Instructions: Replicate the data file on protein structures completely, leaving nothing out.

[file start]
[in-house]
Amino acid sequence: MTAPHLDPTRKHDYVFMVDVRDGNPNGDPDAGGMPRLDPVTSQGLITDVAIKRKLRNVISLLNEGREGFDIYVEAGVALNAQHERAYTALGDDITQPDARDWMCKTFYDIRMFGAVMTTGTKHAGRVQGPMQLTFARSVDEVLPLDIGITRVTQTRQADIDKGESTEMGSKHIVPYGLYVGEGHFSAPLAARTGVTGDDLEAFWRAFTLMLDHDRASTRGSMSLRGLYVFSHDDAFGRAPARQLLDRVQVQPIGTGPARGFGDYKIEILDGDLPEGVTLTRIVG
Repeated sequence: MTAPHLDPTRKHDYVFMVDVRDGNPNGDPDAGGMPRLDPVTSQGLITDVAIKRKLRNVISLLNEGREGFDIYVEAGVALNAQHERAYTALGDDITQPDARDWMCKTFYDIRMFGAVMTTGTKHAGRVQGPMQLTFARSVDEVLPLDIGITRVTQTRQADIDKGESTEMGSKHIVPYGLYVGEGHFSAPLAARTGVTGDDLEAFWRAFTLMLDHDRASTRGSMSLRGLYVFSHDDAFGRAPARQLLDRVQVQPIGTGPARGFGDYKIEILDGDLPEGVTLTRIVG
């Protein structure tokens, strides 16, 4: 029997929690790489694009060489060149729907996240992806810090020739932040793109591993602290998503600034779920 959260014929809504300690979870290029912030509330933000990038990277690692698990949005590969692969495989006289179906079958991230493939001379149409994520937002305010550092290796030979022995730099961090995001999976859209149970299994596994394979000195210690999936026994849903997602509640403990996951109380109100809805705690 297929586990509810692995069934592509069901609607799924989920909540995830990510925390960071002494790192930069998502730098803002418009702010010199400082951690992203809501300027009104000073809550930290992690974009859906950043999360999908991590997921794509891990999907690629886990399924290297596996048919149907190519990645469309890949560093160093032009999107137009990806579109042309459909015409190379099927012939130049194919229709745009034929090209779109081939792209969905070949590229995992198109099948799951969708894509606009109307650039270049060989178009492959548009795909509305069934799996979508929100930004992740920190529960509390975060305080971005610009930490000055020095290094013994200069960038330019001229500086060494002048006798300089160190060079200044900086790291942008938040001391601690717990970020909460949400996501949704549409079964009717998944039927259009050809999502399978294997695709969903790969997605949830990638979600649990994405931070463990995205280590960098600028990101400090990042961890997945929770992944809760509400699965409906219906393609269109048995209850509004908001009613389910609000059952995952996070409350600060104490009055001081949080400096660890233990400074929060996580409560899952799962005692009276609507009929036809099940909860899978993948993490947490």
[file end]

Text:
[in-house]
Amino acid sequence: MTAPHLDPTRKHDYVFMVDVRDGNPNGDPDAGGMPRLDPVTSQGLITDVAIKRKLRNVISLLNEGREGFDIYVEAGVALNAQHERAYTALGDDITQPDARDWMCKTFYDIRMFGAVMTTGTKHAGRVQGPMQLTFARSVDEVLPLDIGITRVTQTRQADIDKGESTEMGSKHIVPYGLYVGEGHFSAPLAARTGVTGDDLEAFWRAFTLMLDHDRASTRGSMSLRGLYVFSHDDAFGRAPARQLLDRVQVQPIGTGPARGFGDYKIEILDGDLPEGVTLTRIVG
Repeated sequence: MTAPHLDPTRKHDYVFMVDVRDGNPNGDPDAGGMPRLDPVTSQGLITDVAIKRKLRNVISLLNEGREGFDIYVEAGVALNAQHERAYTALGDDITQPDARDWMCKTFYDIRMFGAVMTTGTKHAGRVQGPMQLTFARSVDEVLPLDIGITRVTQTRQADIDKGESTEMGSKHIVPYGLYVGEGHFSAPLAARTGVTGDDLEAFWRAFTLMLDHDRASTRGSMSLRGLYVFSHDDAFGRAPARQLLDRVQVQPIGTGPARGFGDYKIEILDGDLPEGVTLTRIVG
């Protein structure tokens, strides 16, 4: 029997929690790489694009060489060149729907996240992806810090020739932040793109591993602290998503600034779920 959260014929809504300690979870290029912030509330933000990038990277690692698990949005590969692969495989006289179906079958991230493939001379149409994520937002305010550092290796030979022995730099961090995001999976859209149970299994596994394979000195210690999936026994849903997602509640403990996951109380109100809805705690 297929586990509810692995069934592509069901609607799924989920909540995830990510925390960071002494790192930069998502730098803002418009702010010199400082951690992203809501300027009104000073809550930290992690974009859906950043999360999908991590997921794509891990999907690629886990399924290297596996048919149907190519990645469309890949560093160093032009999107137009990806579109042309459909015409190379099927012939130049194919229709745009034929090209779109081939792209969905070949590229995992198109099948799951969708894509606009109307650039270049060989178009492959548009795909509305069934799996979508929100930004992740920190529960509390975060305080971005610009930490000055020095290094013994200069960038330019001229500086060494002048006798300089160190060079200044900086790291942008938040001391601690717990970020909460949400996501949704549409079964009717998944039927259009050809999502399978294997695709969903790969997605949830990638979600649990994405931070463990995205280590960098600028990101400090990042961890997945929770992944809760509400699965409906219906393609269109048995209850509004908001009613389910609000059952995952996070409350600060104490009055001081949080400096660890233990400074929060996580409560899952799962005692009276609507009929036809099940909860899978993948993490947490």